EBay to buy mobile payment company Braintree
PayPal parent eBay said it is buying online and mobile payments technology provider Braintree for $800 million in cash.
Braintree's clients include popular startups such as vacation rentals site Airbnb, cab-hailing app Uber and restaurant reservations site OpenTable.
PayPal is working to evolve from its roots as an online payments provider by expanding its offline, mobile and online offerings to stores, restaurants and other business.
San Jose, Calif.-based eBay Inc. said it will operate Braintree as a separate business. Bill Ready, the CEO of the Chicago-based company, will report to PayPal President David Marcus.
Braintree's roughly 200 employees are staying with the Chicago-based company.
EBay said it expects to close the deal before the end of the year.
Show commenting policy
TribLive commenting policy
You are solely responsible for your comments and by using TribLive.com you agree to our Terms of Service.
We moderate comments. Our goal is to provide substantive commentary for a general readership. By screening submissions, we provide a space where readers can share intelligent and informed commentary that enhances the quality of our news and information.
While most comments will be posted if they are on-topic and not abusive, moderating decisions are subjective. We will make them as carefully and consistently as we can. Because of the volume of reader comments, we cannot review individual moderation decisions with readers.
We value thoughtful comments representing a range of views that make their point quickly and politely. We make an effort to protect discussions from repeated comments either by the same reader or different readers.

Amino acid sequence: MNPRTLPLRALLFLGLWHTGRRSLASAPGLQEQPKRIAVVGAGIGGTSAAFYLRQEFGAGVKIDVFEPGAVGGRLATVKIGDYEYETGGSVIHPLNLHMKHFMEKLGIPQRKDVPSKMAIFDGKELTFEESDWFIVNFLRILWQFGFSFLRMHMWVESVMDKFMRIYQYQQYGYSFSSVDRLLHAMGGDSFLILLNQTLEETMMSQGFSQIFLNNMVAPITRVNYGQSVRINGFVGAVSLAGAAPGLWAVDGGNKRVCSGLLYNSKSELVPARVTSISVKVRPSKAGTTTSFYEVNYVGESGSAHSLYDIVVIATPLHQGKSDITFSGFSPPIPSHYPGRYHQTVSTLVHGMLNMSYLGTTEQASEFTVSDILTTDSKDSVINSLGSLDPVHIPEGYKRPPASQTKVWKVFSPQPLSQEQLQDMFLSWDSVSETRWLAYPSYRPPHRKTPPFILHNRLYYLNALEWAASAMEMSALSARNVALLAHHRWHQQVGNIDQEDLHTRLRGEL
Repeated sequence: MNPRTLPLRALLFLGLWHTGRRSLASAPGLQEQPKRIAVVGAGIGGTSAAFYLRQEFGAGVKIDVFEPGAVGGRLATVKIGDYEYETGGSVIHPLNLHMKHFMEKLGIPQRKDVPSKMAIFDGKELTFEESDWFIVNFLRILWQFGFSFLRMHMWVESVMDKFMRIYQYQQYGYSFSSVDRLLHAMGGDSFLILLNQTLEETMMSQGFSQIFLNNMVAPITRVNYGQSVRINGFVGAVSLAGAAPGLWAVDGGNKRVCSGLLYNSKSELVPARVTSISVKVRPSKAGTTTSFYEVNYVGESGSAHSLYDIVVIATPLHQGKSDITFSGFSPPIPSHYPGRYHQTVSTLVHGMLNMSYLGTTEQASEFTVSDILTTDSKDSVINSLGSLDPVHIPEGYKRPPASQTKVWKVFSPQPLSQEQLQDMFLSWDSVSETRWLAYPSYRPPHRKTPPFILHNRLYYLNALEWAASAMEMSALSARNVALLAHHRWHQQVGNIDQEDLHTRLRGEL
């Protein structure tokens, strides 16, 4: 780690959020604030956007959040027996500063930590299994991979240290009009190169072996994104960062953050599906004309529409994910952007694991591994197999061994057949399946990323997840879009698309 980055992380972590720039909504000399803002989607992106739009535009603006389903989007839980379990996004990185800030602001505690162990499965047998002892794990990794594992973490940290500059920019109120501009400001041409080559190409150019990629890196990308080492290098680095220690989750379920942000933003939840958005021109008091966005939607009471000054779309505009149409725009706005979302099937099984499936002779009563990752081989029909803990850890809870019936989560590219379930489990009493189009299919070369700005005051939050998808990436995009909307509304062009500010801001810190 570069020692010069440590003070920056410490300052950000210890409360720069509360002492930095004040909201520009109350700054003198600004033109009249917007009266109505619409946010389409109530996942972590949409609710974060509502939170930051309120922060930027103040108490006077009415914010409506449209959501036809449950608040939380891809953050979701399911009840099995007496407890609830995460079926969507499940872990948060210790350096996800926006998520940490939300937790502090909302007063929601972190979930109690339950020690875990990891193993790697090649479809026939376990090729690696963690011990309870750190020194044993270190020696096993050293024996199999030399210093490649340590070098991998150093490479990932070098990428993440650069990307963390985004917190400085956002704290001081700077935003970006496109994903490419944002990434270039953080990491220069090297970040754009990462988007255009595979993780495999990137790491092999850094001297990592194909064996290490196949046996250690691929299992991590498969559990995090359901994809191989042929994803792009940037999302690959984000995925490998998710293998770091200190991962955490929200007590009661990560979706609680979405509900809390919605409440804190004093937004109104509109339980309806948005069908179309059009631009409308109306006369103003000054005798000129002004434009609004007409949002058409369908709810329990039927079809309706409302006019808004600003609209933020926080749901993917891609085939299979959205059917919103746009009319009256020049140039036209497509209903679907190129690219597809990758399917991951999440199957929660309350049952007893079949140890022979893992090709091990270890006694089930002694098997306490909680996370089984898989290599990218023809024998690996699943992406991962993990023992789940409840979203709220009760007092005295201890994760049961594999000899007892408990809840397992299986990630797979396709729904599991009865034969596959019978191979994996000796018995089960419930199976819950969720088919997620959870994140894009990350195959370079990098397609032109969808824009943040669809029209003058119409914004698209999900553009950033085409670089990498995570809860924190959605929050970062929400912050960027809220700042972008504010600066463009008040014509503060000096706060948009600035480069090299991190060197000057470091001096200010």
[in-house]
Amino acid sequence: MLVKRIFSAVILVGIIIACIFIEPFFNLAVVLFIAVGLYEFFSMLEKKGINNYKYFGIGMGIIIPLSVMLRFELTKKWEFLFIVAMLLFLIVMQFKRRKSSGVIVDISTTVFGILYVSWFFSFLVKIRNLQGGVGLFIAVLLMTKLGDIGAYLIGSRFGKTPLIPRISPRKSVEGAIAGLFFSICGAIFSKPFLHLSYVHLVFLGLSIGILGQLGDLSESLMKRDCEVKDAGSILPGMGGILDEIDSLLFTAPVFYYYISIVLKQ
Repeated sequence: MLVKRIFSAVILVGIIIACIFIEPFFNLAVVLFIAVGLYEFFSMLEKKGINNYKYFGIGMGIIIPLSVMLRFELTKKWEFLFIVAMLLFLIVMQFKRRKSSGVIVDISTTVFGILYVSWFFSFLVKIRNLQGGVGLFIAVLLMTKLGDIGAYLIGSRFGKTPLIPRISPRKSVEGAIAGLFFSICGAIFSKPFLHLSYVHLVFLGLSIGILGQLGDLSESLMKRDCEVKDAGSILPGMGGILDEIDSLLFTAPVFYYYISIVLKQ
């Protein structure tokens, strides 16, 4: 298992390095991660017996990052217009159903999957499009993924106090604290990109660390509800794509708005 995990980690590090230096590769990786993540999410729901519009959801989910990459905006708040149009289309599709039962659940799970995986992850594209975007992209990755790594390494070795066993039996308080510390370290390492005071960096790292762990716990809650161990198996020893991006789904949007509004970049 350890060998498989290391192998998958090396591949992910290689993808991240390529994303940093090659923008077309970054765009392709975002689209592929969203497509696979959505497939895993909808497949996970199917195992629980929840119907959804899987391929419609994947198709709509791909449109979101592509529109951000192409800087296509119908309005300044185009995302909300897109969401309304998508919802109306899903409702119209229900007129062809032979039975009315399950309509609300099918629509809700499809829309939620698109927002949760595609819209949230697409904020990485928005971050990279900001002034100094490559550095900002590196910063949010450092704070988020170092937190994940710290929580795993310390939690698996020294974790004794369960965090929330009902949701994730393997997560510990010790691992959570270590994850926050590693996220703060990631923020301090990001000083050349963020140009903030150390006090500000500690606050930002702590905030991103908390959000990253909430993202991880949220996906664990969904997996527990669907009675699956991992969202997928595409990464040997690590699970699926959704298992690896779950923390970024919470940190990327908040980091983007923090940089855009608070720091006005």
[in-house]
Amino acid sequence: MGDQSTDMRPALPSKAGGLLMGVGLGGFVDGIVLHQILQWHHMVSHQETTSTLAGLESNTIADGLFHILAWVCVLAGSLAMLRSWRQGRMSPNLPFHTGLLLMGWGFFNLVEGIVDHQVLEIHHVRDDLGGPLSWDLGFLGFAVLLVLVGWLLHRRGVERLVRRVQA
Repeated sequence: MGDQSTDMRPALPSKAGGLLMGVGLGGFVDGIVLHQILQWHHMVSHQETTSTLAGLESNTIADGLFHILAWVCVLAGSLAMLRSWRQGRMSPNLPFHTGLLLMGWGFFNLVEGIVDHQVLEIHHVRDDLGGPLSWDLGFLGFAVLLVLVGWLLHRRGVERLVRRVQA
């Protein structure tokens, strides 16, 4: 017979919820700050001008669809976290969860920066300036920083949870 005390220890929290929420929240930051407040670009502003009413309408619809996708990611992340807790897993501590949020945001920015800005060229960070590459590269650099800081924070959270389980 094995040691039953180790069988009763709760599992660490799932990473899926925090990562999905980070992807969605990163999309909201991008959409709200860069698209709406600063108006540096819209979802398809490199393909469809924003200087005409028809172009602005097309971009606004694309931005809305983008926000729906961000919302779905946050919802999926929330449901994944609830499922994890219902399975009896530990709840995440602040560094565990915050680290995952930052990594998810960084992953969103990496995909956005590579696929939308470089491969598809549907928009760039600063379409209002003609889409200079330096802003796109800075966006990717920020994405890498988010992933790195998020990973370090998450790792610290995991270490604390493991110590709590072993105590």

We follow the same standards for taste as the daily newspaper. A few things we won't tolerate: personal attacks, obscenity, vulgarity, profanity (including expletives and letters followed by dashes), commercial promotion, impersonations, incoherence, proselytizing and SHOUTING. Don't include URLs to Web sites.
We do not edit comments. They are either approved or deleted. We reserve the right to edit a comment that is quoted or excerpted in an article. In this case, we may fix spelling and punctuation.
We welcome strong opinions and criticism of our work, but we don't want comments to become bogged down with discussions of our policies and we will moderate accordingly.
We appreciate it when readers and people quoted in articles or blog posts point out errors of fact or emphasis and will investigate all assertions. But these suggestions should be sent via e-mail. To avoid distracting other readers, we won't publish comments that suggest a correction. Instead, corrections will be made in a blog post or in an article.
- Car dealerships turn advertising, sales focus to women
- Hackers cash in on online payday loans
- How to stand out, succeed in short-tenure jobs
- Businesses pursue A-list clients
- Dollar’s strength bruises companies
- India’s poor, traders fear push to ban beef
- Kim Komando: Dig up dirt on daughter’s boyfriend online
- Tips for parents helping child buy a home
- Transition to planes without pilots imagined
- U.S. oil, natural gas rig count drops by 34 to 954
- Is Big Brother a backseat driver?